Baby Changed Everything
here is something magical about the announcement of the birth of a baby. Our family has a soon to be arrival to announce! Our Candice, and her husband Brian Garrison, are expecting a baby girl on April 15th. We will have to get our taxes filed early this year.
Christmas has taken on a new excitement this year. We are actually expecting a grandchild to be born; and her preliminary name will be called Charlotte.
Our family, including Aunt Lyn and Uncle Gerald, is in a time of waiting and preparation; in some ways like Jesus’ parents, and probably their extended family too, were awaiting the birth of the Baby Jesus.
All of life takes on a new focus when a baby is on the way. Marilyn and I bought our grandchild a tee-tiny jumper outfit seven weeks ago in a Times Square tourist trap. It is embroidered, "I Love New York!" It cost too much, but we had to have it; and someday she will love New York too. Later we found out it’s a girl, thanks to a sonogram, and now everything we buy for Charlotte is pink.
Matthew chapter 2, Mark chapter 1, and Luke chapter 2 are some of the most often read chapters in the entire Bible because they tell the story of a Baby coming who will change everything. The first New Testament book of Matthew, after a long first chapter of Jesus’ genealogical history, tells of Jesus’ birth relative to the political problem of Eastern, perhaps Zoroastrian, Wise Men coming to find the baby who would change the world. The Wise Men recognized the eternal consequences of this one baby’s birth.
Mark’s more concise biography of Jesus omits the birth story and deals with the problem of making a transition from the religion of the Hebrew’s exclusivity and the theology of inclusiveness that would be introduced through The New Covenant. His emphasis is on John the Baptist who would prepare the way for Jesus to soon proclaim a New Covenant based upon the love, forgiveness and grace through which all people would be invited into the new plan. It sounds a bit like how we have to enroll in a new insurance company and plan whenever our employer changes carriers.
Luke, the third book in the chronicles of Jesus, is the only gospel that begins with Jesus birth; albeit, his long first chapter builds anticipation with the detailed events leading up to the actual birth. It is more like the Advent Season when we know that the baby is soon coming, but we need to first prepare the way by purchasing baby clothes, cribs and we painting a bedroom pink. The plans were interrupted by Joseph and Mary having to make a long trip from Nazareth down to the little town of Bethlehem to enroll for the census; which was another way to get taxes out of the Jews who were under military occupation by the Roman Empire. "And while they were there (in Bethlehem) the time came for her baby to be born. She gave birth to her first child, a son. She wrapped him snugly in strips of cloth and laid him in a manger, because there was no room for them in the village inn." (Luke 2: 6-7, NLT)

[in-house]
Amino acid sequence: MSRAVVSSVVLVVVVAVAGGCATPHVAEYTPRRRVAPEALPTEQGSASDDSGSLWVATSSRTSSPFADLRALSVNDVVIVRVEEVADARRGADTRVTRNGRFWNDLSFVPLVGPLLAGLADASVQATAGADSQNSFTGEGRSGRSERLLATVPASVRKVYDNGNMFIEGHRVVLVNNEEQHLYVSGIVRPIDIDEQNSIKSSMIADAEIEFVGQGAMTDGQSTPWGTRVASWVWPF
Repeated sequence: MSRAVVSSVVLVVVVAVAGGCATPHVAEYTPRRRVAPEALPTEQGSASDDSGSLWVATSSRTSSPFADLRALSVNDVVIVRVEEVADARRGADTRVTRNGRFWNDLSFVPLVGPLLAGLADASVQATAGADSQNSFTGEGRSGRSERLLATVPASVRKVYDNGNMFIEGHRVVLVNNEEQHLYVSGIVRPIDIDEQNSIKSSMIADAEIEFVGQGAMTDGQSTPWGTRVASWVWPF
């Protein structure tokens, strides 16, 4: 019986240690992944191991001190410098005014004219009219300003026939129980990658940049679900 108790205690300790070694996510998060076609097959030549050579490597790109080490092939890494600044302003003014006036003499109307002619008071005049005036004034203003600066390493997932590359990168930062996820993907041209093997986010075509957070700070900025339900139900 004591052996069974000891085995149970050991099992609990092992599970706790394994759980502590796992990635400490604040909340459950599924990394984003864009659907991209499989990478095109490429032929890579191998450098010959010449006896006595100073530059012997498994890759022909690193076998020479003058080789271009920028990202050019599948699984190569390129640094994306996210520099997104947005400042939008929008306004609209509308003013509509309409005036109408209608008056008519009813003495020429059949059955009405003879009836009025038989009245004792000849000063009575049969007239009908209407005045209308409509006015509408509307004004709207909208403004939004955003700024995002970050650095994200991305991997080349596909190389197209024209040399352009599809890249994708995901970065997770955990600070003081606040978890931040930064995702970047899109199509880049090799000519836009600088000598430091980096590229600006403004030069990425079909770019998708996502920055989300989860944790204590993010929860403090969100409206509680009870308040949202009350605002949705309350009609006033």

John’s gospel, written by the Apostle John and best friend of Jesus, begins the story with a theological explanation of what had happened in humanity’s relationship with God as a result of the Christ Event. John penned his account, it seems to me, after Jesus’ death and resurrection and after he had come to understand the eternal scope of the greatest story ever told.
If these four independently compiled gospels had to be combined under one title I think that title could be, “THE BABY CHANGED EVERYTHING!”
But the existential question is: Has it changed us?
This whole effort at having Christmas is lost on us if it does not effect change in us.
It only works when the experience of knowing Him actually penetrates our soul.
You see, it’s all about the experience that we allow to grasp us from the inside out.
You get home from a trip to Paris and people ask, “How was it? Those who have previously been captivated by the fabulous art and culture of Paris will ask a deeper question, “How did Paris change you?”
This Friday, millions of Americans will go to the premier showing of the Disney epic motion picture based on C. S. Lewis’ first children’s book, “The Lion, the Witch and the Wardrobe.” It has a great deal of symbolism in which you will see Christian theology. The purpose that Lewis had in the metaphors was to prepare children’s hearts to fall in love with Jesus by realizing that Aslan, King of Narnia is the Christ figure; “The King of the forest and the Son of the great Emperor-Beyond-the Sea.” In other words the Emperor (God) sent his son Aslan (son Jesus) to save His people. Also, the beloved Lion willingly dies in the place of Edmund, one of the four Pevensie children. At sunrise weeping girls arrive to hear a great cracking noise and the Stone Table is broken in half and the body is gone and then they hear Asian’s resurrected voice.
Be sure to pay attention because people are going to ask you, when they find out you’ve been, “How did you like it?” and some Christians will ask a deeper question, “Well, how did it affect you? Or, “How did it change you?” It is just not enough to know the story line and facts; but, “How did it change your life, the real live Babe of Bethlehem, that is?” “Did it affect you at all?”
The one who is mightier has baptized us with God’s Holy Spirit: The Baby Has Changed Everything, and has changed us!
sermon synopsis by C. Robert Allred, Th.D., Pastor